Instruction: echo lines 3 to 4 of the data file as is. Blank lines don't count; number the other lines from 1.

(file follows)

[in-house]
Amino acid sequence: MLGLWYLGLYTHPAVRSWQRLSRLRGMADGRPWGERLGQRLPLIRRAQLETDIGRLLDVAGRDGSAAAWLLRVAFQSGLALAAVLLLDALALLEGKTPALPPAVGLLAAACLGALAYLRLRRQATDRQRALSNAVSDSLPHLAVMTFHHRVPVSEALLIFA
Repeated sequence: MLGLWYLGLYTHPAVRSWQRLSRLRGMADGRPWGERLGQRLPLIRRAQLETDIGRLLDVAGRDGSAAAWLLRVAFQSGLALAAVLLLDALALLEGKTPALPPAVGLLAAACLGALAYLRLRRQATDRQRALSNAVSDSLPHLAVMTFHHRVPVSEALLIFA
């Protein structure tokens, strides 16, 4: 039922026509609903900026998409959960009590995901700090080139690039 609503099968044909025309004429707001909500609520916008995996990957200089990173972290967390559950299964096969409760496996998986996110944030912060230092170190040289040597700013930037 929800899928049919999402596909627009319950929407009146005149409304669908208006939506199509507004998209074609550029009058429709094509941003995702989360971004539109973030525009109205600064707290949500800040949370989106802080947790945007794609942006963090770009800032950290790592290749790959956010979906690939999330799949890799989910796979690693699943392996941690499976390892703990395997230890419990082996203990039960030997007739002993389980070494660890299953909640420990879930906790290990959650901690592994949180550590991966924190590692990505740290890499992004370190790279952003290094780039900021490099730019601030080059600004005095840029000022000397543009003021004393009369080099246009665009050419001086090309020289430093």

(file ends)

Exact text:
Repeated sequence: MLGLWYLGLYTHPAVRSWQRLSRLRGMADGRPWGERLGQRLPLIRRAQLETDIGRLLDVAGRDGSAAAWLLRVAFQSGLALAAVLLLDALALLEGKTPALPPAVGLLAAACLGALAYLRLRRQATDRQRALSNAVSDSLPHLAVMTFHHRVPVSEALLIFA
């Protein structure tokens, strides 16, 4: 039922026509609903900026998409959960009590995901700090080139690039 609503099968044909025309004429707001909500609520916008995996990957200089990173972290967390559950299964096969409760496996998986996110944030912060230092170190040289040597700013930037 929800899928049919999402596909627009319950929407009146005149409304669908208006939506199509507004998209074609550029009058429709094509941003995702989360971004539109973030525009109205600064707290949500800040949370989106802080947790945007794609942006963090770009800032950290790592290749790959956010979906690939999330799949890799989910796979690693699943392996941690499976390892703990395997230890419990082996203990039960030997007739002993389980070494660890299953909640420990879930906790290990959650901690592994949180550590991966924190590692990505740290890499992004370190790279952003290094780039900021490099730019601030080059600004005095840029000022000397543009003021004393009369080099246009665009050419001086090309020289430093």